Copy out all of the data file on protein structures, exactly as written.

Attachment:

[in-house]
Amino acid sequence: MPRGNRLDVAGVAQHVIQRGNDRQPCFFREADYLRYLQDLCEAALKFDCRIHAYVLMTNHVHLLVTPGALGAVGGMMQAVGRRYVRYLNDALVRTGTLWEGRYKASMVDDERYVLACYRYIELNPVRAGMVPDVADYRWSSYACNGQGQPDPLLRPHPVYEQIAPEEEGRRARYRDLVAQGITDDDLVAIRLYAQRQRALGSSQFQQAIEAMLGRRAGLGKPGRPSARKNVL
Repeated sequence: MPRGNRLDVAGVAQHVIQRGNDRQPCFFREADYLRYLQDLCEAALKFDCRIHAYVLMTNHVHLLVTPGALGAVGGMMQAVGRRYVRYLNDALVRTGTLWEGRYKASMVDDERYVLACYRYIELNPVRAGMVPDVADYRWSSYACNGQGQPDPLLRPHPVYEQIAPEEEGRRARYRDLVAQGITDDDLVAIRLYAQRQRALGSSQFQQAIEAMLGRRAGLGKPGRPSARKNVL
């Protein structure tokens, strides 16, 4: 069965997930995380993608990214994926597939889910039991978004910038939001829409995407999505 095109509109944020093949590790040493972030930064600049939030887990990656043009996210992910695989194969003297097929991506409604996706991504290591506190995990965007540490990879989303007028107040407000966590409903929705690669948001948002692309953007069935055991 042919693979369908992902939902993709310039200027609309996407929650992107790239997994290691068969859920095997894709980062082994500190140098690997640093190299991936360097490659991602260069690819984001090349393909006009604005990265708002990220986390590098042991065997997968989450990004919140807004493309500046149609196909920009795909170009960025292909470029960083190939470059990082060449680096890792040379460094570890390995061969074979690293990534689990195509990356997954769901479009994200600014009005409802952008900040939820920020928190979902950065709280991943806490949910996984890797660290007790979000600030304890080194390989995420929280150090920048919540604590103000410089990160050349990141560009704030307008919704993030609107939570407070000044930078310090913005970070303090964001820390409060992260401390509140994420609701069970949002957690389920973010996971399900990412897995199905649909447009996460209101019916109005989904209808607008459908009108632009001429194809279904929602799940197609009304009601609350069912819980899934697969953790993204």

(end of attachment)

[in-house]
Amino acid sequence: MPRGNRLDVAGVAQHVIQRGNDRQPCFFREADYLRYLQDLCEAALKFDCRIHAYVLMTNHVHLLVTPGALGAVGGMMQAVGRRYVRYLNDALVRTGTLWEGRYKASMVDDERYVLACYRYIELNPVRAGMVPDVADYRWSSYACNGQGQPDPLLRPHPVYEQIAPEEEGRRARYRDLVAQGITDDDLVAIRLYAQRQRALGSSQFQQAIEAMLGRRAGLGKPGRPSARKNVL
Repeated sequence: MPRGNRLDVAGVAQHVIQRGNDRQPCFFREADYLRYLQDLCEAALKFDCRIHAYVLMTNHVHLLVTPGALGAVGGMMQAVGRRYVRYLNDALVRTGTLWEGRYKASMVDDERYVLACYRYIELNPVRAGMVPDVADYRWSSYACNGQGQPDPLLRPHPVYEQIAPEEEGRRARYRDLVAQGITDDDLVAIRLYAQRQRALGSSQFQQAIEAMLGRRAGLGKPGRPSARKNVL
């Protein structure tokens, strides 16, 4: 069965997930995380993608990214994926597939889910039991978004910038939001829409995407999505 095109509109944020093949590790040493972030930064600049939030887990990656043009996210992910695989194969003297097929991506409604996706991504290591506190995990965007540490990879989303007028107040407000966590409903929705690669948001948002692309953007069935055991 042919693979369908992902939902993709310039200027609309996407929650992107790239997994290691068969859920095997894709980062082994500190140098690997640093190299991936360097490659991602260069690819984001090349393909006009604005990265708002990220986390590098042991065997997968989450990004919140807004493309500046149609196909920009795909170009960025292909470029960083190939470059990082060449680096890792040379460094570890390995061969074979690293990534689990195509990356997954769901479009994200600014009005409802952008900040939820920020928190979902950065709280991943806490949910996984890797660290007790979000600030304890080194390989995420929280150090920048919540604590103000410089990160050349990141560009704030307008919704993030609107939570407070000044930078310090913005970070303090964001820390409060992260401390509140994420609701069970949002957690389920973010996971399900990412897995199905649909447009996460209101019916109005989904209808607008459908009108632009001429194809279904929602799940197609009304009601609350069912819980899934697969953790993204």